SportsGeezer’s Best-Read Stories of 2010

November 28, 2010 5:02 am 0 comments

1. Men: Regular Sex Cuts Heart Risks in Half

Every so often, research results at some reputable institute suggest that there is a god. First, it was the widely appreciated benefits of red wine.  Now, from the New England Research Institute, comes evidence that regular sex is good for your heart, at least if you’re a man. The researchers, who followed more than 1,100 men for more than 16 years, found that men who had sex twice a week were as much as 45 percent less likely to suffer a dangerous cardiovascular event than those who had sex once a month or less.Read an abstract of their research in the American Journal of Cardiology.

 

2. Ten Risk Factors That Cause 9 Out of 10 Strokes

OK, the risks per se are not going to surprise many readers, but the realization that nine out of ten strokes may be avoidable may persuade a few readers to change their behavior. The Lancet publishes the findings of a study conducted by INTERSTROKE, which concluded that ten easily measurable and modifiable risk factors could explain over 90 per cent of the risk of a heart attack globally and in all regions and major ethnic groups of the world. And the winning risks are: history of hypertension, smoking, waist to hip ratio, diet, lack of exercise, diabetes, alcohol, stress, depression, and a history of heart problems.

Read more in the Lancet.

 

3. Five Tips to Avoid Hip or Knee Replacement

For readers who need them, here, from the New York Times, are two reasons you don’t want to have hips or knees replaced: 1. It’s expensive. The cost of a new hip or knee is $30,000 to $40,000, and while insurance covers most of that, your out-of-pocket costs may be $3,000 to $4,000. 2. It hurts.

In this piece in the Times, Dr. David Felson, a rheumatologist and arthritis prevention specialist at Boston University School of Medicine, offers five tips to saving the hips and knees you were born with.

1.CONTROL YOUR WEIGHT The more you weigh, the more pressure on your joints, which can lead to joint damage.

2.GO LOW-IMPACT Although there is no definitive link between osteoarthritis of the knee and running (or any other sport), sports medicine doctors discourage their patients from running on hard pavement, playing tennis on concrete or activities like skiing over lots of moguls.

3.AVOID INJURY  Major injuries, typically the type that require surgery, greatly increase your risk for osteoarthritis.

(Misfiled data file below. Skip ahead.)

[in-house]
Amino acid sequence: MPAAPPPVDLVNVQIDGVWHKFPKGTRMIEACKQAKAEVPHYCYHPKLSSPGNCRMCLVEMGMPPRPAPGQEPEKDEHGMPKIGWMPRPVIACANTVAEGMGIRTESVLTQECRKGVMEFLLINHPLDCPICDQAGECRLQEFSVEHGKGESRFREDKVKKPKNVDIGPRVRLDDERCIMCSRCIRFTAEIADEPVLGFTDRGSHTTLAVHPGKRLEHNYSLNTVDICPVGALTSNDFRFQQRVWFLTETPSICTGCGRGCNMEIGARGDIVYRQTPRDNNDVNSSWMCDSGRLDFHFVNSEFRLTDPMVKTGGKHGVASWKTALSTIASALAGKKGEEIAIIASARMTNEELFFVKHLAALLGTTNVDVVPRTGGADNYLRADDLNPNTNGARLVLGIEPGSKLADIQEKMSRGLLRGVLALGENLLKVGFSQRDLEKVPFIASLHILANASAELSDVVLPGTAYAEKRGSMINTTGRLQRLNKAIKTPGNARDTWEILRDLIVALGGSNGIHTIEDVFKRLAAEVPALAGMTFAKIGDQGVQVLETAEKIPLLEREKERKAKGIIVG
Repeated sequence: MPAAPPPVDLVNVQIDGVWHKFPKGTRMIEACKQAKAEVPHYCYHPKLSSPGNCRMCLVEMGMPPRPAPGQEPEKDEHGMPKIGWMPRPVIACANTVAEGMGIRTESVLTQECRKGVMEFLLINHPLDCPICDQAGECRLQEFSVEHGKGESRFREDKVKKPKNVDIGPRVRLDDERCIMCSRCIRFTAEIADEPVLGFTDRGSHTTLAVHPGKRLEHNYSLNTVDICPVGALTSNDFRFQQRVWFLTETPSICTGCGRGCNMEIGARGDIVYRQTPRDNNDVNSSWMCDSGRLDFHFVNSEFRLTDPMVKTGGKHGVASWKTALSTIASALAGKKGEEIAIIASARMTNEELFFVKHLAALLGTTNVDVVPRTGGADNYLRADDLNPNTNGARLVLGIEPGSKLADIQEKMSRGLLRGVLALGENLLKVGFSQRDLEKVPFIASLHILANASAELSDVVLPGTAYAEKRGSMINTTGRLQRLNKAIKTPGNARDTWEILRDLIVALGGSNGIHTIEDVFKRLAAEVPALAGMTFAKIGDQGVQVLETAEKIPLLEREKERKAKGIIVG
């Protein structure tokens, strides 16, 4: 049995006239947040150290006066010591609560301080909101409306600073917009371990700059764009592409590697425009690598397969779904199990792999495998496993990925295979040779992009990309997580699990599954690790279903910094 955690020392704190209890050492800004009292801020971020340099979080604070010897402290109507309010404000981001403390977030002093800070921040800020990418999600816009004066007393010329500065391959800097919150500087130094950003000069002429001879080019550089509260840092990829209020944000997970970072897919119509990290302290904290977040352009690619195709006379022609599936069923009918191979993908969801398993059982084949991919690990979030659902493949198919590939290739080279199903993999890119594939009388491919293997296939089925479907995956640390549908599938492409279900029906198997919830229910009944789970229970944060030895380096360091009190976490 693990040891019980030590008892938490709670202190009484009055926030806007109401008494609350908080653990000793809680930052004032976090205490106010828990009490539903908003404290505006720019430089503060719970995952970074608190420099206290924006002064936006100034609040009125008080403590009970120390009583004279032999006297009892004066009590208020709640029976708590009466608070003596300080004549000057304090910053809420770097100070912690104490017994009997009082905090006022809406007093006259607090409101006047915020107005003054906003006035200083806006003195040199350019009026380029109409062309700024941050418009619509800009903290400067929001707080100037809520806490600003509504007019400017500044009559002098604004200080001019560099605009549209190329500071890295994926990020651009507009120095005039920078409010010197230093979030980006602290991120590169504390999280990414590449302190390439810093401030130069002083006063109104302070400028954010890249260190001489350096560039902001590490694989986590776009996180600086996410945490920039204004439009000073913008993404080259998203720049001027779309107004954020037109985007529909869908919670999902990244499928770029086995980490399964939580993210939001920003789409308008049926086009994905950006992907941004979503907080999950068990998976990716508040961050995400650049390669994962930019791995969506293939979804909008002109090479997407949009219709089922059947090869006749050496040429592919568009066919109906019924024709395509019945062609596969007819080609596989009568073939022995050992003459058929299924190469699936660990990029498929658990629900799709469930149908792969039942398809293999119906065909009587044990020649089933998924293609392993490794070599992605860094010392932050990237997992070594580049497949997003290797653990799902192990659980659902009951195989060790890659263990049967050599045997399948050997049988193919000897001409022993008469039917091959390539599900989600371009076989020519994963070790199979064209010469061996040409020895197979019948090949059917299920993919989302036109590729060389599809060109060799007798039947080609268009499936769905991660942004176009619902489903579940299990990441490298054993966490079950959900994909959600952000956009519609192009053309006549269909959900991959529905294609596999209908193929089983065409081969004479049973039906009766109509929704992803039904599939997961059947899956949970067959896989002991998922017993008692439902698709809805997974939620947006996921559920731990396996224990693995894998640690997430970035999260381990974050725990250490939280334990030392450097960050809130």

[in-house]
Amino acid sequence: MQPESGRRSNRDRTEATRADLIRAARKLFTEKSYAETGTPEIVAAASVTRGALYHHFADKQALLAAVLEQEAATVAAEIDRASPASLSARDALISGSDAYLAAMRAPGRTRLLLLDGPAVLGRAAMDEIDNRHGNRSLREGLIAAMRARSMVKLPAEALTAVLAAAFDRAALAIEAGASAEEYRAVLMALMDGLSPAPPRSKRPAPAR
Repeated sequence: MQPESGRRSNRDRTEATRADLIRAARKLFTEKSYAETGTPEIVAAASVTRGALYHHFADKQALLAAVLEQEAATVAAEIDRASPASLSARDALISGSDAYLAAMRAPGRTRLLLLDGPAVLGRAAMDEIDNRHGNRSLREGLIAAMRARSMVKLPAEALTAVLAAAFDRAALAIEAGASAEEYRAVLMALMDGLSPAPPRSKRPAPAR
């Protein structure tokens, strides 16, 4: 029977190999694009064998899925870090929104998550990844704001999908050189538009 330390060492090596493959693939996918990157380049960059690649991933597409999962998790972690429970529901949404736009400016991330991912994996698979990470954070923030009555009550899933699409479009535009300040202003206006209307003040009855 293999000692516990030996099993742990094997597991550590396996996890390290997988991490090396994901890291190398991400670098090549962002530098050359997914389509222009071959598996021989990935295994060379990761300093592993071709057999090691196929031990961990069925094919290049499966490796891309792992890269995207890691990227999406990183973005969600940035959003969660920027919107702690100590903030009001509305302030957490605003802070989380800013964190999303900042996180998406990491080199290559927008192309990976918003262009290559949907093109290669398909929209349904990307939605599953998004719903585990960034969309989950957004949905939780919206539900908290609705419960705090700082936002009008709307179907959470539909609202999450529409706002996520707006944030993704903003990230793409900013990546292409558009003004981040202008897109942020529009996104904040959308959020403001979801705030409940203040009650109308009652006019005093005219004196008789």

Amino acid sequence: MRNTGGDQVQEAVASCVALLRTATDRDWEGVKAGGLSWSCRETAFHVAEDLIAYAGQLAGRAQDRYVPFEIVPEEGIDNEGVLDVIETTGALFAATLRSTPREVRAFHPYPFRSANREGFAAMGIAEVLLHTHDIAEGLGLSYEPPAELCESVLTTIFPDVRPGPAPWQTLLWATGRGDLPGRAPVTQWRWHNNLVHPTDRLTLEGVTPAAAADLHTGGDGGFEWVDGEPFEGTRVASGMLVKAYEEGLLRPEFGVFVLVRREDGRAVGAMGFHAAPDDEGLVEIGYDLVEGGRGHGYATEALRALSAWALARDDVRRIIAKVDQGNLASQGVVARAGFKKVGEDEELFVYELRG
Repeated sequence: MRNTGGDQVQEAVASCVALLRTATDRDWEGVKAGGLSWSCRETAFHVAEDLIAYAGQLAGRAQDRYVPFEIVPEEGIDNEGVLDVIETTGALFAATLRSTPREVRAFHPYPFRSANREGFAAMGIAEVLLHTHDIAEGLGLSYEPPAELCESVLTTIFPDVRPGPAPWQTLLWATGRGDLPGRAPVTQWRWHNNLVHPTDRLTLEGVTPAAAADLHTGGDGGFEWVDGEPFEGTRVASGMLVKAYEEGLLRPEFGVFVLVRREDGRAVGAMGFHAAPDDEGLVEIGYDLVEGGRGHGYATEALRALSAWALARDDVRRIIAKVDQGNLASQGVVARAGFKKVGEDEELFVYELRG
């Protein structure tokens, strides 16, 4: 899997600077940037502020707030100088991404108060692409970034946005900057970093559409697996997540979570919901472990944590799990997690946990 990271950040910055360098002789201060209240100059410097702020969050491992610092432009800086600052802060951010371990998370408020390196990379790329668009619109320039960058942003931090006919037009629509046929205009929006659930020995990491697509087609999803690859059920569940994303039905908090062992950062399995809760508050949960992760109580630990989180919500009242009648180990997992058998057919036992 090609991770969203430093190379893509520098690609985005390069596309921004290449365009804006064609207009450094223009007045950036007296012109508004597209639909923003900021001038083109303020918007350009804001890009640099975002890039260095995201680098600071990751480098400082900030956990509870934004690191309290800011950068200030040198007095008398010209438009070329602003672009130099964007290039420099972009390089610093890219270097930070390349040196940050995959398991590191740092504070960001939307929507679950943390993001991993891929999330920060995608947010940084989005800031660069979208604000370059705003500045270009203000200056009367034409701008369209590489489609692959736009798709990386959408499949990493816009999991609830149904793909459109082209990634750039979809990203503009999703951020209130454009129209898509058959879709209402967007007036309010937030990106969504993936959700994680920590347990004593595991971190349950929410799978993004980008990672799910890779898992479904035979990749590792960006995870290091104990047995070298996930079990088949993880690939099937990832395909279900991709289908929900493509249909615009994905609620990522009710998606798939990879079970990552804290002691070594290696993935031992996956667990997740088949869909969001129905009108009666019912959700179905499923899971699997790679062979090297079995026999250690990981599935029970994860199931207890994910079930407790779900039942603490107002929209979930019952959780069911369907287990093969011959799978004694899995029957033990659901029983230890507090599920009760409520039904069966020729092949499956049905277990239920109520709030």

4.GET FIT The better toned your muscles are, the less likely you are to injure yourself .

5.BE SKEPTICAL Don’t waste your money on specialized nutrients. Shark cartilage, glucosamine and chondroitin — popular supplements marketed for healthy joints — can be expensive and are of limited benefit.

Read more in the New York Times.

 

4. Finally: How Vitamin D Works

For years, scientists have been asking two big questions about vitamin D: Is there anything it isn’t good for?  and How does it work? Now, it seems, one of those questions has been answered, kind of. The Scientific American reports that researchers at the University of Copenhagen have learned that in order for T cells to do their magic in the immune system, they must change from so-called “naive” T cells into either killer cells or helper cells. It turns out, the Danish scientists learned, that if vitamin D is in short supply, that transition doesn’t happen. Why would the body make it hard to jump start its immune system? Sciam reports that while the vitamin requirement might seem like a handicap, the extra step might actually be a live saver: keeping T cells from ravaging healthy tissue.

Read more in the Scientific American.

 

5. Why Exercise Will Not Take the Pounds Off, And What Will

Exercise alone, the New York Times quotes one health expert saying, “is pretty useless for weight loss.” One reason for that is the likelihood that people who exercise will end up eating more calories. The mathematics of weight loss, the Times tells us, is quite simple, involving only subtraction. Take in fewer calories than you burn, put yourself in negative energy balance, and you will lose weight. The deficit in calories can result from cutting back your food intake or from increasing your energy output — the amount of exercise you complete — or both.

Read more in the New York Times.

 

6. Rye Bread More Healthful Than Whole Wheat